When virtualizing Active Directory Domain Controllers in the past, we've needed to be very careful that we don't invoke any steps, such as applying an old snapshot, that could possibly cause USN rollback to occur in the state of a Domain Controller's replica of the AD database and risk AD corruption. Beginning with Windows Server 2012, we've incorporated a new VM-Generation-ID unique identifier as an additional attribute of a Domain Controller's AD computer object as well as the VM container that is running the virtualized DC instance. When a virtualized DC starts up, Windows Server 2012 checks for a match between the VM-Generation-ID recorded on the VM instance and the VM-Generation-ID recorded on the DC's computer object in AD. If there's a mismatch, Windows Server knows that a possible virtualization snapshot or imaging event has occurred and it dumps the current RID pool and USN for fresh information to protect the state of AD.
NOTE: The VM-Generation-ID attribute must be supported by the underlying Hypervisor being using to virtualize a Domain Controller instance for the scenarios in this article to be functional. VM-Generation-ID support is included with Hyper-V v3 in Windows Server 2012, and we're also working with VMware and Citrix to help them provide this support in future versions of their Hypervisors.
UPDATE: VMware now supports VM-Generation-ID capabilities in the following versions of vSphere 5.0 and 5.1:
As Sander Berkouwer points out on his blog, it is certainly critical to make sure that your VM is running the correct version of Hyper-V Integration Components ( or VMware tools if using vSphere ) to ensure that the VM will be able to properly obtain the current VM-Generation-ID from the underlying hypervisor in use.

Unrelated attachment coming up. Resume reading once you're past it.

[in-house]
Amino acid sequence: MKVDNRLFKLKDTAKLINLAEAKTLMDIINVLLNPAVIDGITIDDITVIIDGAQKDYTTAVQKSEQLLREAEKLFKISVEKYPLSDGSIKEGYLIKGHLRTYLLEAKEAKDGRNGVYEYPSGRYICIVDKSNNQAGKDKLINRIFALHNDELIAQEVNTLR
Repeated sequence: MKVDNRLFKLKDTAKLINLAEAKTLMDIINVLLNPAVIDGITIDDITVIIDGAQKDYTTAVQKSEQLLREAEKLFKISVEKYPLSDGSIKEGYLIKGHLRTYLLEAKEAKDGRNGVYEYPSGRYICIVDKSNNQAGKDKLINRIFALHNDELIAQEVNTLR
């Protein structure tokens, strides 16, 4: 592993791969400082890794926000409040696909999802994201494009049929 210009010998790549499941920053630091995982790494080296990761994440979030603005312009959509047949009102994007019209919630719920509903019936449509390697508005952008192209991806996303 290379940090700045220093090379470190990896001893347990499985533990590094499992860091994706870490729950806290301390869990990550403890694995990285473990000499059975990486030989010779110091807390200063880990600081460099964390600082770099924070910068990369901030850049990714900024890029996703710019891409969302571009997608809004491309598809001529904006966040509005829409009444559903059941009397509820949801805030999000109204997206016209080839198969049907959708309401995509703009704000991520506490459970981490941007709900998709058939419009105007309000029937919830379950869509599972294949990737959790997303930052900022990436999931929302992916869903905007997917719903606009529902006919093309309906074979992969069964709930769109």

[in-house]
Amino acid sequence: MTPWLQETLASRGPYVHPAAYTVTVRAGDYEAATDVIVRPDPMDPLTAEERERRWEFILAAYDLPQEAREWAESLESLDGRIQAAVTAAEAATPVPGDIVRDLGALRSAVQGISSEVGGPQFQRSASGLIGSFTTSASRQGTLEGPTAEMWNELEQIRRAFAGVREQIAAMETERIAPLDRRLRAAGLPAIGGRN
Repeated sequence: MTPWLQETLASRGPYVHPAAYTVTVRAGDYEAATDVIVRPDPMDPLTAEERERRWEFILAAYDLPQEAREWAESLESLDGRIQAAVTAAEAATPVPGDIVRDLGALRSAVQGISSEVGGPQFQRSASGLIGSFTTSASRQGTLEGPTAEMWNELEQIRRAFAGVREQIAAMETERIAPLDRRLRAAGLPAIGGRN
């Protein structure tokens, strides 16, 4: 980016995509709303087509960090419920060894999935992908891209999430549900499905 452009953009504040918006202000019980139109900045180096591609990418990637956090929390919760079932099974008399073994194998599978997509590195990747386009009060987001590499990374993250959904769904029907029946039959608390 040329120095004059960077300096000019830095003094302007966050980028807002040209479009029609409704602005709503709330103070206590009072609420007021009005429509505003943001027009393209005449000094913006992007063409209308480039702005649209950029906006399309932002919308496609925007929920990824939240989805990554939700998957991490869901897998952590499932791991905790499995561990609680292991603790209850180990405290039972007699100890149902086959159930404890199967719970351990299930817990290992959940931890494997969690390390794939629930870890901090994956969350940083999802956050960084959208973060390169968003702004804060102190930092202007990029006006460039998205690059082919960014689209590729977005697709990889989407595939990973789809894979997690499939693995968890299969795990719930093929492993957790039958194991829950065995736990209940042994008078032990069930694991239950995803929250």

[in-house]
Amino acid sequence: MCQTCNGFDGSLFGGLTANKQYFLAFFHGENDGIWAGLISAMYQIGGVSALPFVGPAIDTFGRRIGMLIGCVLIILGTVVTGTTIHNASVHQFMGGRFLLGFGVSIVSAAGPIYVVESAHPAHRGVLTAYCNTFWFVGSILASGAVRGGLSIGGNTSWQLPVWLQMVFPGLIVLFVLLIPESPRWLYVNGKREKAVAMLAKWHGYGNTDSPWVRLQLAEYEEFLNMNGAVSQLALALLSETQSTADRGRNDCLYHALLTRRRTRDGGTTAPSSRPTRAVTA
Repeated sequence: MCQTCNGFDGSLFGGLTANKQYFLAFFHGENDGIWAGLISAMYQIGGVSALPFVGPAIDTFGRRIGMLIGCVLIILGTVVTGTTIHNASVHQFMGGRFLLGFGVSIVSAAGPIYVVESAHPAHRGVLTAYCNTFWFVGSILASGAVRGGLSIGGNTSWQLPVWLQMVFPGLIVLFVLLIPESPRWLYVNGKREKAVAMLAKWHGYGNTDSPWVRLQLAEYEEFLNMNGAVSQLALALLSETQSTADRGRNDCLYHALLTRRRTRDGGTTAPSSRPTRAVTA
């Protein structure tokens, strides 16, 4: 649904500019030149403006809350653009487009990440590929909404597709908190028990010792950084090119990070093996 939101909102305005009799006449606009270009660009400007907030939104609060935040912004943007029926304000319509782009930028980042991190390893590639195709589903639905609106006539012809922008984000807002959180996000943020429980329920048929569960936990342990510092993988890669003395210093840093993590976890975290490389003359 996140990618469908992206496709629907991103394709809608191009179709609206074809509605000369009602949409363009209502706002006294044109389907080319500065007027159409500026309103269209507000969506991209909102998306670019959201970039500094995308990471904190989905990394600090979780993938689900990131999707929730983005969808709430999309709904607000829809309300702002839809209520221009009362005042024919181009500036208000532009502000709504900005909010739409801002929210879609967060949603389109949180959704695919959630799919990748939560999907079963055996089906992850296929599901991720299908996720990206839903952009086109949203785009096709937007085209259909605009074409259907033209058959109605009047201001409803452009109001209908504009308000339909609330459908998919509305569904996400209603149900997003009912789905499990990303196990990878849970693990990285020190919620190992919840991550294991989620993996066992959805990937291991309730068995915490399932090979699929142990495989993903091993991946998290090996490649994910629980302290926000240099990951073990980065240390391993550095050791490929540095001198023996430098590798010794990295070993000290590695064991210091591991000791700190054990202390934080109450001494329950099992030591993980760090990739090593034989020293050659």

CAUTION: Improperly cloning domain controllers in a production environment can result in issues that are difficult to resolve. I recommend that you test the below steps in an isolated lab environment to make sure that you are comfortable with the process and expected results before attempting to perform these steps in a production environment.
This is pretty cool stuff to protect our Active Directories, but how does this tie into Cloning a Domain Controller?
When attempting to clone a virtualized Domain Controller, the same mismatch in VM-Generation-ID described above will occur. We can use this as an opportunity to supply additional instructions to the new cloned copy of a Windows Server 2012 DC so that, when it first starts up, it configures itself as an additional Domain Controller in the same Active Directory forest and domain, rather than merely starting up as a raw copy of the original DC.
Why would I want to Clone a Domain Controller?
In large Active Directories, the process of adding a replica domain controller via DCPromo or Server Manager can take a considerably long period of time, due to the need for replicating the entire AD domain database (DIT) to the new Domain Controller. The newly introduced safe cloning process in Windows Server 2012 can speed this process dramatically when using virtualized Domain Controllers by allowing an IT Pro to safely clone an already replicated Domain Controller to a new virtualized instance. This can save provisioning time as well as save a great deal of time when recovering from certain disaster scenarios.
Cool! How do I Clone a Domain Controller with Windows Server 2012?
Have you tried this process in your own Lab?
Feel free to post comments below with your experiences and any questions that you may have!
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